History of video games/Platforms/Pippin

History edit

PIPPIN logotype.

Development edit

The console was primarily developed as a joint effort between Apple and Bandai.[1] Apple was in dire straits and unable to dedicate many resources to producing a console, leading Bandai and other partners to handle most aspects of the console not related to it's core Mac architecture.[1]

A prototype console was referred to as the "Power Player".[2]

Launch edit

The Pippin was announced in late 1994.[3] Marketing for the device was mainly handled by Bandai.[4]

The Japanese and American launches occurred in 1995.[5] The Apple Pippin cost $599.[6][7]

Discontinuation edit

42,000 Apple Pippins were sold.[7] The possibility of Pippin discontinuation had been speculated on since at least February 6th, 1997 as a result of restructuring brought on by the return of Stve Jobs.[8] Such speculation that Jobs would eliminate the product line proved correct, and the Apple Pippin was discontinued later on in 1997.[6][9] In Japan the system was discontinued much later, in 2002.[10]

Technology edit

Compute edit

The Pippin used a 66MHz PowerPC Processor.[11]

Video and System Memory was a combined 6MB.[11]

Storage edit

128 Kilobytes of SRAM resided on the system for saving games and settings[11], with a modified Mac OS 7 operating system residing on each game disk to avoid compatibility and optimization issues.[7][6][9]

The Pippin had a 4x speed CD-ROM drive.[11]

Notable games edit

  • Gadget: Invention, Travel, & Adventure
  • Gundam Tactics: Mobility Fleet 0079
  • Super Marathon

Gallery edit

Bandai Apple Pippin edit

Katz Media Player 2000 edit

Applejack Controller edit

IO edit

Internals edit

Read more edit

There is a Wikibook on the History of Apple Inc.

References edit

  1. a b Staff, Ars (24 March 2018). "The Mac gaming console that time forgot" (in en-us). Ars Technica. https://arstechnica.com/gaming/2018/03/the-mac-gaming-console-time-has-forgot/. 
  2. "La concurrence entre ordinateurs et consoles de jeux s'intensifie" (in fr). Le Monde.fr. 26 November 1995. https://www.lemonde.fr/archives/article/1995/11/26/la-concurrence-entre-ordinateurs-et-consoles-de-jeux-s-intensifie_3888874_1819218.html.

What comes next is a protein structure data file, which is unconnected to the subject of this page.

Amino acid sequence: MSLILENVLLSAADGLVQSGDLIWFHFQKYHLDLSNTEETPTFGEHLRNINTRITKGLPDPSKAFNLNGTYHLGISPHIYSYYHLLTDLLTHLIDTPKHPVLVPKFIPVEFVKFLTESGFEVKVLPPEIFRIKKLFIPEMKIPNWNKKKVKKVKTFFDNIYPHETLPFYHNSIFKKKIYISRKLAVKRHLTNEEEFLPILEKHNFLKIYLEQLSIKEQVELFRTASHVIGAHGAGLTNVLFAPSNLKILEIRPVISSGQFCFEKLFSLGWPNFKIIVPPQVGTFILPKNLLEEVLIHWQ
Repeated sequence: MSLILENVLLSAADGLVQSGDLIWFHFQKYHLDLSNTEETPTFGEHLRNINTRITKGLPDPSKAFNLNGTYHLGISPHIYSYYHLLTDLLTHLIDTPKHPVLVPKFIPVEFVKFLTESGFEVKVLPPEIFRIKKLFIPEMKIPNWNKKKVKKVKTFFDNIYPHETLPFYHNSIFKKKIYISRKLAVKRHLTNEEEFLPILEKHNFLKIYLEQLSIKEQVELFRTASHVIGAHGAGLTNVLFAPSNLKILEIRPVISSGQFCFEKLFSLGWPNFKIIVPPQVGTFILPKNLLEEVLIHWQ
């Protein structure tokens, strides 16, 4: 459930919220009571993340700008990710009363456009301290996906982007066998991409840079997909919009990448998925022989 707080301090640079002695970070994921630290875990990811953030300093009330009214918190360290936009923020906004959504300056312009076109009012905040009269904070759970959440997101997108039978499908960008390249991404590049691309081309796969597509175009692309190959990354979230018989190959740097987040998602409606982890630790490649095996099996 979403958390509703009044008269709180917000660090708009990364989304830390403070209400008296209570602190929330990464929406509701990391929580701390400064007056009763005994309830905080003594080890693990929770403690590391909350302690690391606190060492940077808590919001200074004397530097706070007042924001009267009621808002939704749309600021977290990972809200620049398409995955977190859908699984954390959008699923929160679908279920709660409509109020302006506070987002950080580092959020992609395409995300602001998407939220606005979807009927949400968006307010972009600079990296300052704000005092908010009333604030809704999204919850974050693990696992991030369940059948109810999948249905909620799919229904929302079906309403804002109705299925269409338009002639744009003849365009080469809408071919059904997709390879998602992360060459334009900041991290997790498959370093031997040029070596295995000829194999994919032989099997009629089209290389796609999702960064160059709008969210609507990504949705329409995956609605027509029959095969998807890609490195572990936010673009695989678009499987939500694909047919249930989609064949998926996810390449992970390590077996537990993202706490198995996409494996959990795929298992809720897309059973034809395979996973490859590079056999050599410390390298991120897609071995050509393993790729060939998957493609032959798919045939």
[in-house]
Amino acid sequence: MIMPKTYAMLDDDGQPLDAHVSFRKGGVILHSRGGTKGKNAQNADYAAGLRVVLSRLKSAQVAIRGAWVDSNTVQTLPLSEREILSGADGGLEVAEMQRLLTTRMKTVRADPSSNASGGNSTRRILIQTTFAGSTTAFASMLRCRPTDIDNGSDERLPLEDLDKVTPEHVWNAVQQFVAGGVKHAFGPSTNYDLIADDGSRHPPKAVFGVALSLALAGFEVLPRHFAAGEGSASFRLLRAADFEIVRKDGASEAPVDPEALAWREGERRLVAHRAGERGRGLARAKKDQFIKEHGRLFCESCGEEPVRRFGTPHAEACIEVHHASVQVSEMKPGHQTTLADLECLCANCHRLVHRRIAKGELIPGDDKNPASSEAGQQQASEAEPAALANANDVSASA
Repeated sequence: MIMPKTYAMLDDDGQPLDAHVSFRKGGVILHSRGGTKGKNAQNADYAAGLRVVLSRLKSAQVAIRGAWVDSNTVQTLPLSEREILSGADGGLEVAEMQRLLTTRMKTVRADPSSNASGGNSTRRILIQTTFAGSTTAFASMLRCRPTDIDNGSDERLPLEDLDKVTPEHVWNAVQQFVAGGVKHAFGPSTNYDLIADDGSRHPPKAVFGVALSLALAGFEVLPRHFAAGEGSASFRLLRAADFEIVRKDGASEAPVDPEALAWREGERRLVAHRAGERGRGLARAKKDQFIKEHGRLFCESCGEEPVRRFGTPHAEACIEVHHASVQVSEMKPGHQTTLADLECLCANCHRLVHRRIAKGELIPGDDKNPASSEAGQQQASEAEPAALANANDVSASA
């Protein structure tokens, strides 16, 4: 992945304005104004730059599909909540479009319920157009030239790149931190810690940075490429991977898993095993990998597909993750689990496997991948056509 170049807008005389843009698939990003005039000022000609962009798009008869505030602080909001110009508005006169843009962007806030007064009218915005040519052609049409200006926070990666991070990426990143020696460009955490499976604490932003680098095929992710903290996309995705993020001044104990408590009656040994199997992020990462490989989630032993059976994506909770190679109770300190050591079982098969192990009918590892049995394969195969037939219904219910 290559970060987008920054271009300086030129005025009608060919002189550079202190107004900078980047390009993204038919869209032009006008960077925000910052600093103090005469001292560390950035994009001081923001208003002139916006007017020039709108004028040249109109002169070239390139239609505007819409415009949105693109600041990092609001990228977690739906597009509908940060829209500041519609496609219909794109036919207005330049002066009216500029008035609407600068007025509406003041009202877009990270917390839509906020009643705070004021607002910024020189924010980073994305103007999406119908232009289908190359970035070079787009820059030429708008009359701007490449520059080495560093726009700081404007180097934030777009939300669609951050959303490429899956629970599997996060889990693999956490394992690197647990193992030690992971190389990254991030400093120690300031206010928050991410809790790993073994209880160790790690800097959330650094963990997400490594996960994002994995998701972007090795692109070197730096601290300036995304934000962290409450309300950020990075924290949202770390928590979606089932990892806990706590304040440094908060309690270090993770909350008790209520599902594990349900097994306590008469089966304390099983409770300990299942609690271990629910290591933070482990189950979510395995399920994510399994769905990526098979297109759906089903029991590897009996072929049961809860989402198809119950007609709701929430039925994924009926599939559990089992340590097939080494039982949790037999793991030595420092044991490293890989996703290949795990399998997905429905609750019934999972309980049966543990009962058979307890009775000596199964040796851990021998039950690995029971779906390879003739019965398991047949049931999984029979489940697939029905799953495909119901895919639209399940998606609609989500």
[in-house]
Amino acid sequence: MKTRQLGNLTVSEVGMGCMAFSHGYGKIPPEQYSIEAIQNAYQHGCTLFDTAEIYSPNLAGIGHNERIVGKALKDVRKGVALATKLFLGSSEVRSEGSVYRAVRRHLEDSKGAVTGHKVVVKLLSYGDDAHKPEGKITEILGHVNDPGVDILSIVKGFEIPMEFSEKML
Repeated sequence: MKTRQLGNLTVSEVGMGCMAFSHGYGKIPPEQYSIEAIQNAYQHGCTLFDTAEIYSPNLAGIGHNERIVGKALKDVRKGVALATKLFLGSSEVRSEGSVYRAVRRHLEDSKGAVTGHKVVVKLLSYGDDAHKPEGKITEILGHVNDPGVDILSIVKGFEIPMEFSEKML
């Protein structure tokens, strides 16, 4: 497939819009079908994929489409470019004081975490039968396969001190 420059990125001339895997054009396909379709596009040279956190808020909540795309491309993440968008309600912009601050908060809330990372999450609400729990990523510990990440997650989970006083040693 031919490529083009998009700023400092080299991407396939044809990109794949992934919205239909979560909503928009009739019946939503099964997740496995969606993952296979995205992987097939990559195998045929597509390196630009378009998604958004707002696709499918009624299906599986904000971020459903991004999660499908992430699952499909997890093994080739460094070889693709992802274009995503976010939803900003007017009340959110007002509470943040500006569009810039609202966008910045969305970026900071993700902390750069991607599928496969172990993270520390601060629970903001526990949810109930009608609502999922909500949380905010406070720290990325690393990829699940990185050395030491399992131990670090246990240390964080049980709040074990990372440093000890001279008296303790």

3. "The Cutting Edge: COMPUTING / TECHNOLOGY / INNOVATION : Apple's Pippin Plays Video Games, Plugs Into TV Set". Los Angeles Times. 14 December 1994. https://www.latimes.com/archives/la-xpm-1994-12-14-fi-8786-story.html. Retrieved 24 October 2020. 
  4. "Apple sold a $599 game console in 1996 — Apple Scoop" (in EN). applescoop.org. https://applescoop.org/story/apple-sold-a-599-game-console-in-1996. 
  5. Frank, Allegra (8 September 2015). "Before gaming on iOS and Apple TV, there was Pippin" (in en). Polygon. https://www.polygon.com/2015/9/8/9277273/what-is-pippin-apple-tv. Retrieved 24 October 2020. 
  6. a b c "The Most Unusual Video Game Consoles" (in en). PCMAG. https://www.pcmag.com/news/the-most-unusual-video-game-consoles. Retrieved 24 October 2020. 
  7. a b c Villas-Boas, Antonio. "Apple made a game console back in 1996, and it was terrible". Business Insider. https://www.businessinsider.com/apple-made-a-games-console-called-pippin-in-1996-2017-6. Retrieved 24 October 2020. 
  8. "Apple se restructure à nouveau et rappelle ses anciennes gloires" (in fr). Le Monde.fr. 6 February 1997. https://www.lemonde.fr/archives/article/1997/02/06/apple-se-restructure-a-nouveau-et-rappelle-ses-anciennes-gloires_3769697_1819218.html. 
  9. a b Johnston, Casey (25 August 2011). "For the good of the company? Five Apple products Steve Jobs killed". Ars Technica. Retrieved 24 October 2020.
  10. "The Apple game system that failed early in the console wars". SlashGear. 20 January 2022. https://www.slashgear.com/the-apple-game-system-that-failed-early-in-the-console-wars-20708084/. 
  11. a b c d "PIPPIN TECHNICAL SPECIFICATIONS". web.archive.org. 29 January 1997. Retrieved 24 October 2020.